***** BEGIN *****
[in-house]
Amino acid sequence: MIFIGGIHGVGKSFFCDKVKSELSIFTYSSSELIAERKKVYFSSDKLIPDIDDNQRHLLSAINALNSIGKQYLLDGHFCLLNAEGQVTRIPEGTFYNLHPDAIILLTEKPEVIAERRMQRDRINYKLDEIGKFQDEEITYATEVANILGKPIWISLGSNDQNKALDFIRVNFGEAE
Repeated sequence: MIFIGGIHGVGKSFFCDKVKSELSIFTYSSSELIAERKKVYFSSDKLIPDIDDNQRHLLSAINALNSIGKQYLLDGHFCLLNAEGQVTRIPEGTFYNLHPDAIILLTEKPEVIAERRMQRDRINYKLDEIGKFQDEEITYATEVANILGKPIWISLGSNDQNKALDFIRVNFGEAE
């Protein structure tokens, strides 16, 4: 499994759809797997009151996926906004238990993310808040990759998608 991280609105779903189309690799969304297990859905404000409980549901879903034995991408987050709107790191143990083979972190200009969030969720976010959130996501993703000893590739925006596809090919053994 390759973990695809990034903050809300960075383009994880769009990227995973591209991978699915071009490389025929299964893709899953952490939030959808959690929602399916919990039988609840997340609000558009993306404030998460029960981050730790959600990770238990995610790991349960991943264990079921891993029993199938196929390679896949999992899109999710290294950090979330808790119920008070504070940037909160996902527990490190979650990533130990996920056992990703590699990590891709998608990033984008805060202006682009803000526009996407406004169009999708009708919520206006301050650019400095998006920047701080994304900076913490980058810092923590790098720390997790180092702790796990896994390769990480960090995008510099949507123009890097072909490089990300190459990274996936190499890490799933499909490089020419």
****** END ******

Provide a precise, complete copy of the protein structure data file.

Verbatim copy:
[in-house]
Amino acid sequence: MIFIGGIHGVGKSFFCDKVKSELSIFTYSSSELIAERKKVYFSSDKLIPDIDDNQRHLLSAINALNSIGKQYLLDGHFCLLNAEGQVTRIPEGTFYNLHPDAIILLTEKPEVIAERRMQRDRINYKLDEIGKFQDEEITYATEVANILGKPIWISLGSNDQNKALDFIRVNFGEAE
Repeated sequence: MIFIGGIHGVGKSFFCDKVKSELSIFTYSSSELIAERKKVYFSSDKLIPDIDDNQRHLLSAINALNSIGKQYLLDGHFCLLNAEGQVTRIPEGTFYNLHPDAIILLTEKPEVIAERRMQRDRINYKLDEIGKFQDEEITYATEVANILGKPIWISLGSNDQNKALDFIRVNFGEAE
């Protein structure tokens, strides 16, 4: 499994759809797997009151996926906004238990993310808040990759998608 991280609105779903189309690799969304297990859905404000409980549901879903034995991408987050709107790191143990083979972190200009969030969720976010959130996501993703000893590739925006596809090919053994 390759973990695809990034903050809300960075383009994880769009990227995973591209991978699915071009490389025929299964893709899953952490939030959808959690929602399916919990039988609840997340609000558009993306404030998460029960981050730790959600990770238990995610790991349960991943264990079921891993029993199938196929390679896949999992899109999710290294950090979330808790119920008070504070940037909160996902527990490190979650990533130990996920056992990703590699990590891709998608990033984008805060202006682009803000526009996407406004169009999708009708919520206006301050650019400095998006920047701080994304900076913490980058810092923590790098720390997790180092702790796990896994390769990480960090995008510099949507123009890097072909490089990300190459990274996936190499890490799933499909490089020419």